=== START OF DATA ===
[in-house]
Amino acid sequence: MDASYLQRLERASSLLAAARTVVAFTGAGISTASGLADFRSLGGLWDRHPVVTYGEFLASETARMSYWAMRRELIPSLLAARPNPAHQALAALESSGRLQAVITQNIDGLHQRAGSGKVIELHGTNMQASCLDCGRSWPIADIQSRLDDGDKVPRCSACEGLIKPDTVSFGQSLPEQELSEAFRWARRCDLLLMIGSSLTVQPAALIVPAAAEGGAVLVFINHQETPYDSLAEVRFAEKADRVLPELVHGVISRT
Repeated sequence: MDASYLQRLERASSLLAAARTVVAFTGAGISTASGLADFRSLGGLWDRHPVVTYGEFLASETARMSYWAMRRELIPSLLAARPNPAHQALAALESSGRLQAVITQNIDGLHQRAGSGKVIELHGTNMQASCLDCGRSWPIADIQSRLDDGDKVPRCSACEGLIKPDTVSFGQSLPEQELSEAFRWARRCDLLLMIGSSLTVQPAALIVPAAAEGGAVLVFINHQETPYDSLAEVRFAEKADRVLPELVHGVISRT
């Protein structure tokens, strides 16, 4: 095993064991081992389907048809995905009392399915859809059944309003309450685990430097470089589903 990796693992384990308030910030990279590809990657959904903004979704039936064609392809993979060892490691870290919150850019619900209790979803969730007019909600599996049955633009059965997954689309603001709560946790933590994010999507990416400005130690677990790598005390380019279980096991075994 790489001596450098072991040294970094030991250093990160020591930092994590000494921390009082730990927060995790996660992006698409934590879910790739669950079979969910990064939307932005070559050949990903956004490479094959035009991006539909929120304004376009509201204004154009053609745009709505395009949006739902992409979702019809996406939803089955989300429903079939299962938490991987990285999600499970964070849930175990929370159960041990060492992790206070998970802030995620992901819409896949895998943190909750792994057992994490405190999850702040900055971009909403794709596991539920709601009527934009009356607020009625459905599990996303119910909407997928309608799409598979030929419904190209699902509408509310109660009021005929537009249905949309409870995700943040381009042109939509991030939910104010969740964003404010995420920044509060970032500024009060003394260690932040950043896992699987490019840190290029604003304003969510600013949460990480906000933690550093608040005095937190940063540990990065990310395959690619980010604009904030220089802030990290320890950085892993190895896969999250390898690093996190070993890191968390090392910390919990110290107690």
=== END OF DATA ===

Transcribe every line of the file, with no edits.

[in-house]
Amino acid sequence: MDASYLQRLERASSLLAAARTVVAFTGAGISTASGLADFRSLGGLWDRHPVVTYGEFLASETARMSYWAMRRELIPSLLAARPNPAHQALAALESSGRLQAVITQNIDGLHQRAGSGKVIELHGTNMQASCLDCGRSWPIADIQSRLDDGDKVPRCSACEGLIKPDTVSFGQSLPEQELSEAFRWARRCDLLLMIGSSLTVQPAALIVPAAAEGGAVLVFINHQETPYDSLAEVRFAEKADRVLPELVHGVISRT
Repeated sequence: MDASYLQRLERASSLLAAARTVVAFTGAGISTASGLADFRSLGGLWDRHPVVTYGEFLASETARMSYWAMRRELIPSLLAARPNPAHQALAALESSGRLQAVITQNIDGLHQRAGSGKVIELHGTNMQASCLDCGRSWPIADIQSRLDDGDKVPRCSACEGLIKPDTVSFGQSLPEQELSEAFRWARRCDLLLMIGSSLTVQPAALIVPAAAEGGAVLVFINHQETPYDSLAEVRFAEKADRVLPELVHGVISRT
């Protein structure tokens, strides 16, 4: 095993064991081992389907048809995905009392399915859809059944309003309450685990430097470089589903 990796693992384990308030910030990279590809990657959904903004979704039936064609392809993979060892490691870290919150850019619900209790979803969730007019909600599996049955633009059965997954689309603001709560946790933590994010999507990416400005130690677990790598005390380019279980096991075994 790489001596450098072991040294970094030991250093990160020591930092994590000494921390009082730990927060995790996660992006698409934590879910790739669950079979969910990064939307932005070559050949990903956004490479094959035009991006539909929120304004376009509201204004154009053609745009709505395009949006739902992409979702019809996406939803089955989300429903079939299962938490991987990285999600499970964070849930175990929370159960041990060492992790206070998970802030995620992901819409896949895998943190909750792994057992994490405190999850702040900055971009909403794709596991539920709601009527934009009356607020009625459905599990996303119910909407997928309608799409598979030929419904190209699902509408509310109660009021005929537009249905949309409870995700943040381009042109939509991030939910104010969740964003404010995420920044509060970032500024009060003394260690932040950043896992699987490019840190290029604003304003969510600013949460990480906000933690550093608040005095937190940063540990990065990310395959690619980010604009904030220089802030990290320890950085892993190895896969999250390898690093996190070993890191968390090392910390919990110290107690």